number of hops != performance

Does anyone have a nice reference I can point to to once and for all


that just because a customer has 6-8 L3 hops within our network (all at
gigabit speeds or higher) that doesnt automatically mean they are getting
bad performance or higher latency.

When I was at Ebone I would sometimes visit large accounts just to help
the salespeople with this question. I would bring along a copy of our
measurement data and show these customers exactly what our network latency
was measured in milliseconds not in hops. Everyone understood milliseconds
and I knew that our network had lower latency than the competition. Of
course, the fact that we did measure latency with a matrix of over 20
cities was a strong selling point as was the fact that we made this data
available to customers. The salespeople were overjoyed because this was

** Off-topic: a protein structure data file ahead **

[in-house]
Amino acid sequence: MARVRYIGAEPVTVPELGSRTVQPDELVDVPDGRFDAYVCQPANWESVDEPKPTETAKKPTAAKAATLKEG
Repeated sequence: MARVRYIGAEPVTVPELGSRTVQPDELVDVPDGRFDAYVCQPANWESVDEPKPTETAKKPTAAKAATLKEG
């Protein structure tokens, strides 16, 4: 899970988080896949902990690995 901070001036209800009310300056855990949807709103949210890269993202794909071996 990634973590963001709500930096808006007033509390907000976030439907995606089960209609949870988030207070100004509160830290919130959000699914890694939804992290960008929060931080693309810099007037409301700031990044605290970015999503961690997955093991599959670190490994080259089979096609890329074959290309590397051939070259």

far stronger than the material that our marketing department made

Hiding the L3 hops in a MPLS core (or other L2 switching) doesnt mean
customers are getting better performance since equipment today forwards
just as quickly on L3 as on L2.

And this is exactly what I would explain. Customers are intelligent enough
to understand that hops equal devices and that hiding the hops/devices
from IP traceroutes does not make them go away. Then I told them that we
engineered our network for speed (wirespeed switching, zero buffering,
zero packet loss) so that we weren't ashamed of the hops. But perhaps the
other guys had something to hide?

When you have something great to sell, you have to cut through the
bullshit and demonstrate the greatness to the customer. Assuming that they
want low latency, you have to show them beyond a shadow of a doubt that
your latency is low. And if your latency isn't low, then you need to
either fix the problem or find customers who care about other things like
PoP locations or SLA reporting or something other than network quality.

--Michael Dillon